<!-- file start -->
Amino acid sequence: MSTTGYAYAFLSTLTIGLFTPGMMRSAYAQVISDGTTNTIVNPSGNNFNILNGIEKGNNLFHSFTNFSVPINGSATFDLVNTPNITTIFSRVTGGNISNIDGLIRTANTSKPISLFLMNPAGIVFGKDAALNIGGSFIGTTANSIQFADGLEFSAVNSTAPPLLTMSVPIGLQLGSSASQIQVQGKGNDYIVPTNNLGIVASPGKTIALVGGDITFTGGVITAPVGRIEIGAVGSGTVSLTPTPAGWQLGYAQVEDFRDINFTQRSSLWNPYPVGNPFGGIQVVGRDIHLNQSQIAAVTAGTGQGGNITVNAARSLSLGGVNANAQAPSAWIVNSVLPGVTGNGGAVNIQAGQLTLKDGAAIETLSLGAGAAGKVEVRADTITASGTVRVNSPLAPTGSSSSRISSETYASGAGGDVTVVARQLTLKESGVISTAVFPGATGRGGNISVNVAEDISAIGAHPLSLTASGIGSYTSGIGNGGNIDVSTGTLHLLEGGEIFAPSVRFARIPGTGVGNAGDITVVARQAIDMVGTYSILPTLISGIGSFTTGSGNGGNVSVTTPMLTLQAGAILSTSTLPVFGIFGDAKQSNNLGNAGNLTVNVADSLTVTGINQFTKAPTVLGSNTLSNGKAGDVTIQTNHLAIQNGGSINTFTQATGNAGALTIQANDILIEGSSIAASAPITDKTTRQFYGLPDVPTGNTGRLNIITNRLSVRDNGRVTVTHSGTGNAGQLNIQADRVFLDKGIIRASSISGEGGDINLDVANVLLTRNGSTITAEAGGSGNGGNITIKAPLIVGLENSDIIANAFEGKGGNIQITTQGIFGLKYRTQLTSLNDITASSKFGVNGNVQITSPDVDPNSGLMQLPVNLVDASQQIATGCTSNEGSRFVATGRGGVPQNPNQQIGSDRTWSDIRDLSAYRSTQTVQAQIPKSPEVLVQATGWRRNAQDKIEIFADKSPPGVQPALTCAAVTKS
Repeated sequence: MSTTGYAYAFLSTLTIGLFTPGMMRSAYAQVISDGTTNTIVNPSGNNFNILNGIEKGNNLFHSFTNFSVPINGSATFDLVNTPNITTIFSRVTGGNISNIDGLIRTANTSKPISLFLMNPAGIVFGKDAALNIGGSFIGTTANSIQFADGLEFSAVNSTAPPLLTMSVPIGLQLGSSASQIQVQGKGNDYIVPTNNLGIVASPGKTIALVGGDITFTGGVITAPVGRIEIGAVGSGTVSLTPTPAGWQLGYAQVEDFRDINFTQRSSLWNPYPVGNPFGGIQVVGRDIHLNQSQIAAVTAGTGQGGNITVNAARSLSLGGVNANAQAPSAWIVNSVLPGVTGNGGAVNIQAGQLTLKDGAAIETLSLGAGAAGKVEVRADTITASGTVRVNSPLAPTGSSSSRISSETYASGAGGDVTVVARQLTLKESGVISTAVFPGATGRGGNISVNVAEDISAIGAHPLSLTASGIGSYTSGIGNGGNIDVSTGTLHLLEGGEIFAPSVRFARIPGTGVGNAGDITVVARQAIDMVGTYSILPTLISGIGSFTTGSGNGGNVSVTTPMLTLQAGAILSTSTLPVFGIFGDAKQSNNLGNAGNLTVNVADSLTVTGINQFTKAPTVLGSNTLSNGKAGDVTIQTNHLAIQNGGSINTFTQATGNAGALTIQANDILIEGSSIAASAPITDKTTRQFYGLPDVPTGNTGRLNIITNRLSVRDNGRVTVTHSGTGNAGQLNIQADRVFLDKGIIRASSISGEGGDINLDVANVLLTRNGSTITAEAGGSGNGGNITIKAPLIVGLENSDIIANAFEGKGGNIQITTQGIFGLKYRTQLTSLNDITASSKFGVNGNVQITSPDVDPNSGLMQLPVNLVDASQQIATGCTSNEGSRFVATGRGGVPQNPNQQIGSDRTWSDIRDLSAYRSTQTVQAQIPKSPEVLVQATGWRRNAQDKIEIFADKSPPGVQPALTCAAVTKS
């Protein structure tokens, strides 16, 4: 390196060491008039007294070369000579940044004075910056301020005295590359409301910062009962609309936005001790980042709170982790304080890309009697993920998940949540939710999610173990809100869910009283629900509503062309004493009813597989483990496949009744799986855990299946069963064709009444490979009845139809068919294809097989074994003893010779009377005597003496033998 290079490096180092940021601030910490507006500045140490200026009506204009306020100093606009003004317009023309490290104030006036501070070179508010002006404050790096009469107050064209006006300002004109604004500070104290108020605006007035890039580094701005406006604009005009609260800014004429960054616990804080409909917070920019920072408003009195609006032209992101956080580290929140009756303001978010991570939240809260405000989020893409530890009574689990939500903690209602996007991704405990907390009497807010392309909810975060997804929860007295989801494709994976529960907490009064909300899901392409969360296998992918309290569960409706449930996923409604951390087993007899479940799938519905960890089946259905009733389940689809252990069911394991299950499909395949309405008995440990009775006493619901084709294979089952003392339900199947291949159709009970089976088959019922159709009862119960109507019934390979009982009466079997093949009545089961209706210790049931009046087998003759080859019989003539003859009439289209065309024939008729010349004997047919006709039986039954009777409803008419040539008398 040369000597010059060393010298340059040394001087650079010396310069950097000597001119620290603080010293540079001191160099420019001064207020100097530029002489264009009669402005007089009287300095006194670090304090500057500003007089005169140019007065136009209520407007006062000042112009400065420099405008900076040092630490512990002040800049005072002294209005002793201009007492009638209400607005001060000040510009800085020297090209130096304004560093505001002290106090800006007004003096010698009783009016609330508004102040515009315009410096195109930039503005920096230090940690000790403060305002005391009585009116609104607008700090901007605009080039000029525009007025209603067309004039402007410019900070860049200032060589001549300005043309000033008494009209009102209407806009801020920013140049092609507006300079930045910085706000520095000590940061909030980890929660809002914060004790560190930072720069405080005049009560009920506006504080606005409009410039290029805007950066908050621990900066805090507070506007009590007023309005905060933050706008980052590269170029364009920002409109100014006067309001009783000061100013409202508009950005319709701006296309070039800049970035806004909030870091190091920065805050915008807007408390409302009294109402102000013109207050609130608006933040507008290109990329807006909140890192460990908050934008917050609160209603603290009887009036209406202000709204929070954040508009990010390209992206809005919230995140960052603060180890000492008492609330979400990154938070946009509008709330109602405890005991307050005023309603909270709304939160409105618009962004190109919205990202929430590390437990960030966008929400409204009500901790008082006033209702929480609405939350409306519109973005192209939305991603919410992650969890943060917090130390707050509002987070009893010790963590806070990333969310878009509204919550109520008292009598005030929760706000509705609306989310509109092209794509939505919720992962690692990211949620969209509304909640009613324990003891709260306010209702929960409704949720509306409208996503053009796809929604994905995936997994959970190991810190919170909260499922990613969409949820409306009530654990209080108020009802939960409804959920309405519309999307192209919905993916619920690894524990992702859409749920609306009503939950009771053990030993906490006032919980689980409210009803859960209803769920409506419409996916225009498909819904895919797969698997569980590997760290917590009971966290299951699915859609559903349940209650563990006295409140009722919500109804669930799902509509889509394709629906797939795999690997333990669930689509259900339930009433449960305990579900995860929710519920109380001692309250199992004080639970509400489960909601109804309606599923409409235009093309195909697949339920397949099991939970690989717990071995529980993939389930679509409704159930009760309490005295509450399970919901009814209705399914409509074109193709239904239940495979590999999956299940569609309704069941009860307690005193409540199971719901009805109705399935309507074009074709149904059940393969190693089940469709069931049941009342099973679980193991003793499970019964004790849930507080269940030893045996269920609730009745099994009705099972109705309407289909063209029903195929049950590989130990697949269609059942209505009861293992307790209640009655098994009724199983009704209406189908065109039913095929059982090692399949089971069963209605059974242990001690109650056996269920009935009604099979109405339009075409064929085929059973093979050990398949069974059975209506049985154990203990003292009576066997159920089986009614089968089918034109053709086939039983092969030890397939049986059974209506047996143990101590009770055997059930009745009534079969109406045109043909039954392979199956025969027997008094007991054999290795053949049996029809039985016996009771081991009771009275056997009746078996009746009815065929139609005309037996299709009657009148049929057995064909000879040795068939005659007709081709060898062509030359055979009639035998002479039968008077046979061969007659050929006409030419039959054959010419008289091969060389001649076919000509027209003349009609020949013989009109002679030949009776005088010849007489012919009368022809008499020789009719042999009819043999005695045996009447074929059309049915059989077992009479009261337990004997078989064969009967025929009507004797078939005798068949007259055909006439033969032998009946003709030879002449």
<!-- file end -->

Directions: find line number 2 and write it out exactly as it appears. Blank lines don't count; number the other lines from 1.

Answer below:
Repeated sequence: MSTTGYAYAFLSTLTIGLFTPGMMRSAYAQVISDGTTNTIVNPSGNNFNILNGIEKGNNLFHSFTNFSVPINGSATFDLVNTPNITTIFSRVTGGNISNIDGLIRTANTSKPISLFLMNPAGIVFGKDAALNIGGSFIGTTANSIQFADGLEFSAVNSTAPPLLTMSVPIGLQLGSSASQIQVQGKGNDYIVPTNNLGIVASPGKTIALVGGDITFTGGVITAPVGRIEIGAVGSGTVSLTPTPAGWQLGYAQVEDFRDINFTQRSSLWNPYPVGNPFGGIQVVGRDIHLNQSQIAAVTAGTGQGGNITVNAARSLSLGGVNANAQAPSAWIVNSVLPGVTGNGGAVNIQAGQLTLKDGAAIETLSLGAGAAGKVEVRADTITASGTVRVNSPLAPTGSSSSRISSETYASGAGGDVTVVARQLTLKESGVISTAVFPGATGRGGNISVNVAEDISAIGAHPLSLTASGIGSYTSGIGNGGNIDVSTGTLHLLEGGEIFAPSVRFARIPGTGVGNAGDITVVARQAIDMVGTYSILPTLISGIGSFTTGSGNGGNVSVTTPMLTLQAGAILSTSTLPVFGIFGDAKQSNNLGNAGNLTVNVADSLTVTGINQFTKAPTVLGSNTLSNGKAGDVTIQTNHLAIQNGGSINTFTQATGNAGALTIQANDILIEGSSIAASAPITDKTTRQFYGLPDVPTGNTGRLNIITNRLSVRDNGRVTVTHSGTGNAGQLNIQADRVFLDKGIIRASSISGEGGDINLDVANVLLTRNGSTITAEAGGSGNGGNITIKAPLIVGLENSDIIANAFEGKGGNIQITTQGIFGLKYRTQLTSLNDITASSKFGVNGNVQITSPDVDPNSGLMQLPVNLVDASQQIATGCTSNEGSRFVATGRGGVPQNPNQQIGSDRTWSDIRDLSAYRSTQTVQAQIPKSPEVLVQATGWRRNAQDKIEIFADKSPPGVQPALTCAAVTKS